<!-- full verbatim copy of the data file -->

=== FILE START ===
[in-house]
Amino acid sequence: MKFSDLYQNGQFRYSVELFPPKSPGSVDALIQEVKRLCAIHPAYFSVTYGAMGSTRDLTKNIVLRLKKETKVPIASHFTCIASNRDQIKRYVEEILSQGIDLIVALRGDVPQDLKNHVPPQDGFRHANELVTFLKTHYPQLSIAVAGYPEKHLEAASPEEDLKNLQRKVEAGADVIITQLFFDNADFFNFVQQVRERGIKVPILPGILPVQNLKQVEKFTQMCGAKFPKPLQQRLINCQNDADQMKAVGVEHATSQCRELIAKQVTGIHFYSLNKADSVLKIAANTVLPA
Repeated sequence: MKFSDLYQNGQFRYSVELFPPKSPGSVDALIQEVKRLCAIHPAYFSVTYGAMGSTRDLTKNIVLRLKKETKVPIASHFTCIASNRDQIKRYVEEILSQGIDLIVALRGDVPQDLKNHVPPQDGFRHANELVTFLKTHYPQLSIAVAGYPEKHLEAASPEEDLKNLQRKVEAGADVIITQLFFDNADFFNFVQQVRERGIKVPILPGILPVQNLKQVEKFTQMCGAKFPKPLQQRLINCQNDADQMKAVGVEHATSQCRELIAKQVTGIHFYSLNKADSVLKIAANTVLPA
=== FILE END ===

[in-house]
Amino acid sequence: MKFSDLYQNGQFRYSVELFPPKSPGSVDALIQEVKRLCAIHPAYFSVTYGAMGSTRDLTKNIVLRLKKETKVPIASHFTCIASNRDQIKRYVEEILSQGIDLIVALRGDVPQDLKNHVPPQDGFRHANELVTFLKTHYPQLSIAVAGYPEKHLEAASPEEDLKNLQRKVEAGADVIITQLFFDNADFFNFVQQVRERGIKVPILPGILPVQNLKQVEKFTQMCGAKFPKPLQQRLINCQNDADQMKAVGVEHATSQCRELIAKQVTGIHFYSLNKADSVLKIAANTVLPA
Repeated sequence: MKFSDLYQNGQFRYSVELFPPKSPGSVDALIQEVKRLCAIHPAYFSVTYGAMGSTRDLTKNIVLRLKKETKVPIASHFTCIASNRDQIKRYVEEILSQGIDLIVALRGDVPQDLKNHVPPQDGFRHANELVTFLKTHYPQLSIAVAGYPEKHLEAASPEEDLKNLQRKVEAGADVIITQLFFDNADFFNFVQQVRERGIKVPILPGILPVQNLKQVEKFTQMCGAKFPKPLQQRLINCQNDADQMKAVGVEHATSQCRELIAKQVTGIHFYSLNKADSVLKIAANTVLPA